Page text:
Scribbles, Sorrows, and Russet Leather Boots: The Life of Louisa May Alcott

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Insightful, exciting, and deeply moving, Liz Rosenberg's distinctive portrait of the author of Little Women reveals some of her life's more complex and daring aspects. Moody and restless, teenage Louisa longed for freedom. Faced with the expectations of her loving but hapless family, the Alcotts, and of nineteenth-century New England society, Louisa struggled to find her place. On long meandering runs through the woods behind Orchard House, she thought about a future where she could write and think and dream. Undaunted by periods of abject poverty and enriched by friendships with some of the greatest minds of her time and place, she was determined to have this future, no matter the cost. Drawing on the surviving journals and letters of Louisa and her family and friends, author and poet Liz Rosenberg reunites Louisa May Alcott with her most ardent readers. In this warm and sometimes heartbreaking biography, Rosenberg delves deep into the oftentimes secretive life of a woman who was ahead of her time, imbued with social conscience, and always moving toward her future with a determination that would bring her fame, tragedy, and the realization of her biggest dreams. Publisher: Candlewick Press. Hardcover, 410 pages. Measures 6.25" x 8.75" x 1.25". Weighs 1 lb 7.3 oz.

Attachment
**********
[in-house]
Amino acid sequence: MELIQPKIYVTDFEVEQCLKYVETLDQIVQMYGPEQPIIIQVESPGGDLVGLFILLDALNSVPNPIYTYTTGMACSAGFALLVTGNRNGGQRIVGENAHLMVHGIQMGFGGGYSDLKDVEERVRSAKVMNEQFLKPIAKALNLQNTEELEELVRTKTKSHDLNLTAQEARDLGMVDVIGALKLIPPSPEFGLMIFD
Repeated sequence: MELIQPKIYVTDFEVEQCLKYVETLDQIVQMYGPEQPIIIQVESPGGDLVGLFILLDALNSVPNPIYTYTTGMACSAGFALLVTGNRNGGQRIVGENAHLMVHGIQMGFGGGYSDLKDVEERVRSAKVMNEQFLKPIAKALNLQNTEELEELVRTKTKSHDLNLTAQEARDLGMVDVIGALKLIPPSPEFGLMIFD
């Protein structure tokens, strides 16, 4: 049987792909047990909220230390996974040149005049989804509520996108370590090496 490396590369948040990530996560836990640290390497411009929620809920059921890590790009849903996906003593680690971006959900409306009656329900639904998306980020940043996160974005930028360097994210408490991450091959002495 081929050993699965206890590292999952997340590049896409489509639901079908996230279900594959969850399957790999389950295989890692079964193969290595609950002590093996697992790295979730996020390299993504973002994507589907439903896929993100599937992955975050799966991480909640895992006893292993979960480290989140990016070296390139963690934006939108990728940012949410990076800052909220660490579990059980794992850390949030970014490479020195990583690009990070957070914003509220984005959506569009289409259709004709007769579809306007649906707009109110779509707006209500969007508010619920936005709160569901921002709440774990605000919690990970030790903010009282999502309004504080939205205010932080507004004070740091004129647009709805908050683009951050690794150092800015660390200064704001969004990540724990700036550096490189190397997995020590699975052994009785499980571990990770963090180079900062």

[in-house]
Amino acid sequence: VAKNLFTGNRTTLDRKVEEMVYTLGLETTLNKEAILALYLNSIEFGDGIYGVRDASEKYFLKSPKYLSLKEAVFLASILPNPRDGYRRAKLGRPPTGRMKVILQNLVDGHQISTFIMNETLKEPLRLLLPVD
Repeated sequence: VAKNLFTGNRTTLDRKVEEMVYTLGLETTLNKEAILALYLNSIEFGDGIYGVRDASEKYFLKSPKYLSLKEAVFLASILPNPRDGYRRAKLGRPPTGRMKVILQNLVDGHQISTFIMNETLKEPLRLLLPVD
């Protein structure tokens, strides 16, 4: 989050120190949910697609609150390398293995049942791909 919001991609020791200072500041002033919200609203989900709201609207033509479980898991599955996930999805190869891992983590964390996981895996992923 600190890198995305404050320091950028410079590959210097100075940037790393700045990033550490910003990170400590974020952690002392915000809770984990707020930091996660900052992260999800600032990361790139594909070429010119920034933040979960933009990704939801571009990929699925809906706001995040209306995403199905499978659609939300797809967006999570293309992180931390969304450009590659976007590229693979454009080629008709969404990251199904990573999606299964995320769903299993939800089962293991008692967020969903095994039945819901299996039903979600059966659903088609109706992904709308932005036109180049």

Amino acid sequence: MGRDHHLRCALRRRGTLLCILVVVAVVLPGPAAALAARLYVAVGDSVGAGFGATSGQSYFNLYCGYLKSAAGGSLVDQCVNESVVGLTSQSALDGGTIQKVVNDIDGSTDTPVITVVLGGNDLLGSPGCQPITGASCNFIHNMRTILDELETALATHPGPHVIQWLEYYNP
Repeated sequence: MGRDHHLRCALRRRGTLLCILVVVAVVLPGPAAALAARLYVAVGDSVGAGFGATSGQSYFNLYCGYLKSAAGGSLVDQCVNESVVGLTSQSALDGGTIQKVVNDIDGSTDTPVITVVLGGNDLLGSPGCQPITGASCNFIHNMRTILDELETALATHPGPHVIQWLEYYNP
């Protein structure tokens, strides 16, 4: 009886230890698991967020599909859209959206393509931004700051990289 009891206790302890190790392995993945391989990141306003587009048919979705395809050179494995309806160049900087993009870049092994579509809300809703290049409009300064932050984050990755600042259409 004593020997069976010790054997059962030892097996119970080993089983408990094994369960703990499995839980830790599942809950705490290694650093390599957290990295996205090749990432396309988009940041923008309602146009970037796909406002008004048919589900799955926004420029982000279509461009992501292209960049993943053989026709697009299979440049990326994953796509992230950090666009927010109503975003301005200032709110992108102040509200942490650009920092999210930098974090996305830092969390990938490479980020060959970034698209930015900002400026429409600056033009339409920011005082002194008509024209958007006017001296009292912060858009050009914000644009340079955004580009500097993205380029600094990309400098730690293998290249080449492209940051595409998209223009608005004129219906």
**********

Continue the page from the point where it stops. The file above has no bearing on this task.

Sherman's March The First Full-Length Narrative of General William T. Sherman's - OOS/BO

Sherman's March The First Full-Length Narrative of General William T. Sherman's - OOS/BO

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Sherman's March is the vivid narrative of General William T. Sherman's devastating sweep through Georgia and the Carolinas in the closing days of the Civil War. Weaving together hundreds of eyewitness stories, Burke Davis graphically brings to life the dramatic experiences of the 65,000 Federal troops who plundered their way through the South and those of the anguished -- and often defiant -- Confederate women and men who sought to protect themselves and their family treasures, usually in vain. Dominating these events is the general himself -- "Uncle Billy" to his troops, the devil incarnate to the Southerners he encountered.